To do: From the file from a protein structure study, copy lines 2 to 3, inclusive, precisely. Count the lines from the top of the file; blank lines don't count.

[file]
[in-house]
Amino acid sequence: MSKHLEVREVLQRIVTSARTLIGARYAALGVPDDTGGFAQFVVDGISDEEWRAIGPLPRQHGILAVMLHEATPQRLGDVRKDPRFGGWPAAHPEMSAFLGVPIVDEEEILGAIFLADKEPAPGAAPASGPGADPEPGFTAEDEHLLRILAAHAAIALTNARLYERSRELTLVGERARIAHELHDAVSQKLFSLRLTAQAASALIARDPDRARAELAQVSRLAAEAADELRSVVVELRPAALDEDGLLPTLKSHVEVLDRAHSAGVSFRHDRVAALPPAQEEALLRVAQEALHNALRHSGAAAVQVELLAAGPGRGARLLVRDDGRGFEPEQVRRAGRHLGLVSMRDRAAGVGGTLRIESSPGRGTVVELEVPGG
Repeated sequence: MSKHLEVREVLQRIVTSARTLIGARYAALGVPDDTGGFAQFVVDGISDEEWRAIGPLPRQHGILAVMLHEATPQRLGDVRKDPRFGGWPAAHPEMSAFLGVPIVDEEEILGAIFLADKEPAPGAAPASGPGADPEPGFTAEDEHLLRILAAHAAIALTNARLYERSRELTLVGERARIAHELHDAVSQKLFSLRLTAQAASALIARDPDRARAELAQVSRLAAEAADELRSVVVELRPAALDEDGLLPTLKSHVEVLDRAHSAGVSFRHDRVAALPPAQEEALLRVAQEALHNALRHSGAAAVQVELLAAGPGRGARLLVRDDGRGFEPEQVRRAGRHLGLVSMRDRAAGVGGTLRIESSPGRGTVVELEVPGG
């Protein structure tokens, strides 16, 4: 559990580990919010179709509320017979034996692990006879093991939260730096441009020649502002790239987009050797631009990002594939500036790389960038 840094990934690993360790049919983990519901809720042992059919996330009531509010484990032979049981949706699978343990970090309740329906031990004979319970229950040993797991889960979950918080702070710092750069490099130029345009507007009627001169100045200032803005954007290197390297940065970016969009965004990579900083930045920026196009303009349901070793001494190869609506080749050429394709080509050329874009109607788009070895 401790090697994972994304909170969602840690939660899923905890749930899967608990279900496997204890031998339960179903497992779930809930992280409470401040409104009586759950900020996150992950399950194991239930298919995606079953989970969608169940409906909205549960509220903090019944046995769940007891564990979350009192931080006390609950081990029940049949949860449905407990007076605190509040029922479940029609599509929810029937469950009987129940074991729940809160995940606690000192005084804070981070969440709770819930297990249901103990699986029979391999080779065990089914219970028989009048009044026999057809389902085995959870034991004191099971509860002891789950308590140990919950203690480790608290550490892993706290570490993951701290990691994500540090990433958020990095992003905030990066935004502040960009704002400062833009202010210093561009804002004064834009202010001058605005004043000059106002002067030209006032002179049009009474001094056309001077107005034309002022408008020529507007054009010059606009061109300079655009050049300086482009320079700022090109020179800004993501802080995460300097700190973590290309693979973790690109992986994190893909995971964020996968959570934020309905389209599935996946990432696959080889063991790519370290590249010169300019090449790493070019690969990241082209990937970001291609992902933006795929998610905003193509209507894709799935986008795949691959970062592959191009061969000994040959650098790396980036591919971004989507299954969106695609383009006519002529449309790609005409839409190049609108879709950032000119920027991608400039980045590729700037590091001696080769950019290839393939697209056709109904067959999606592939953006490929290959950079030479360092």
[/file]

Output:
Amino acid sequence: MSKHLEVREVLQRIVTSARTLIGARYAALGVPDDTGGFAQFVVDGISDEEWRAIGPLPRQHGILAVMLHEATPQRLGDVRKDPRFGGWPAAHPEMSAFLGVPIVDEEEILGAIFLADKEPAPGAAPASGPGADPEPGFTAEDEHLLRILAAHAAIALTNARLYERSRELTLVGERARIAHELHDAVSQKLFSLRLTAQAASALIARDPDRARAELAQVSRLAAEAADELRSVVVELRPAALDEDGLLPTLKSHVEVLDRAHSAGVSFRHDRVAALPPAQEEALLRVAQEALHNALRHSGAAAVQVELLAAGPGRGARLLVRDDGRGFEPEQVRRAGRHLGLVSMRDRAAGVGGTLRIESSPGRGTVVELEVPGG
Repeated sequence: MSKHLEVREVLQRIVTSARTLIGARYAALGVPDDTGGFAQFVVDGISDEEWRAIGPLPRQHGILAVMLHEATPQRLGDVRKDPRFGGWPAAHPEMSAFLGVPIVDEEEILGAIFLADKEPAPGAAPASGPGADPEPGFTAEDEHLLRILAAHAAIALTNARLYERSRELTLVGERARIAHELHDAVSQKLFSLRLTAQAASALIARDPDRARAELAQVSRLAAEAADELRSVVVELRPAALDEDGLLPTLKSHVEVLDRAHSAGVSFRHDRVAALPPAQEEALLRVAQEALHNALRHSGAAAVQVELLAAGPGRGARLLVRDDGRGFEPEQVRRAGRHLGLVSMRDRAAGVGGTLRIESSPGRGTVVELEVPGG